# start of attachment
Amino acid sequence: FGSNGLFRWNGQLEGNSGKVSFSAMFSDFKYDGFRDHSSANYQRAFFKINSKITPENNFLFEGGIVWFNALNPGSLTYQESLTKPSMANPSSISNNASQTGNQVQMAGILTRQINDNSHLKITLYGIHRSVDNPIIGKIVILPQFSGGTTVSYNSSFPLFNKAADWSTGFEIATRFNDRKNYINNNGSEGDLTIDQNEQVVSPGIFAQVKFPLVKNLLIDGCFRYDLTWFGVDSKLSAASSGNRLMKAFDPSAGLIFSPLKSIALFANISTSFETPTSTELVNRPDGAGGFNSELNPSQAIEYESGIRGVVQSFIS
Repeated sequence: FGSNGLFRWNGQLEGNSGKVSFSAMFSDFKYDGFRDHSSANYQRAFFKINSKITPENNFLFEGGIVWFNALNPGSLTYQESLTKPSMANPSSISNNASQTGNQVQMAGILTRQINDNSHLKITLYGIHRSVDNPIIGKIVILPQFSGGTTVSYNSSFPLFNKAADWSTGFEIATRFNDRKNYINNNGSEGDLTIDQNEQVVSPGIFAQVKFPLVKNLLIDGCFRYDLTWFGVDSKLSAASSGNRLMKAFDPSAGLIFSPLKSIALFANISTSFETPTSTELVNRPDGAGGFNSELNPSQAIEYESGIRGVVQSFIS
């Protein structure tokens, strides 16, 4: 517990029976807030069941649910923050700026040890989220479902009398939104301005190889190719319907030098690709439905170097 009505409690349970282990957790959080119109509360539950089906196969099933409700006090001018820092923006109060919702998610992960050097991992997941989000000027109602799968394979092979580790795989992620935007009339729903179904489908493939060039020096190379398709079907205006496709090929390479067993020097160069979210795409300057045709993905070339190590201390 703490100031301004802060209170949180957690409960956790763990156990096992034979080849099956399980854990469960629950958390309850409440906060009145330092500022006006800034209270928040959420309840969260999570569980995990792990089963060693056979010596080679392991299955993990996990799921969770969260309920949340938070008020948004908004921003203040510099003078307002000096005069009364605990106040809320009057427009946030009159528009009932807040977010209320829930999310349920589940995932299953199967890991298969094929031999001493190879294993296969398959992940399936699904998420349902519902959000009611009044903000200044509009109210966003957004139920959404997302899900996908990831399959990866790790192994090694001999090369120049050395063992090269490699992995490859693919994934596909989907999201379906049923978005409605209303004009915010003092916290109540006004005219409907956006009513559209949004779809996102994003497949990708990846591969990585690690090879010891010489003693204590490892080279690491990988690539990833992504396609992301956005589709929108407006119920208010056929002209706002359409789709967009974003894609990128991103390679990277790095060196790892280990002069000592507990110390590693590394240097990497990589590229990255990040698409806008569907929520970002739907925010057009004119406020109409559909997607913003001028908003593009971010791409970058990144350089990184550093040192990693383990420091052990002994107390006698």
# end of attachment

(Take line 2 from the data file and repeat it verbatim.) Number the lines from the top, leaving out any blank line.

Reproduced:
Repeated sequence: FGSNGLFRWNGQLEGNSGKVSFSAMFSDFKYDGFRDHSSANYQRAFFKINSKITPENNFLFEGGIVWFNALNPGSLTYQESLTKPSMANPSSISNNASQTGNQVQMAGILTRQINDNSHLKITLYGIHRSVDNPIIGKIVILPQFSGGTTVSYNSSFPLFNKAADWSTGFEIATRFNDRKNYINNNGSEGDLTIDQNEQVVSPGIFAQVKFPLVKNLLIDGCFRYDLTWFGVDSKLSAASSGNRLMKAFDPSAGLIFSPLKSIALFANISTSFETPTSTELVNRPDGAGGFNSELNPSQAIEYESGIRGVVQSFIS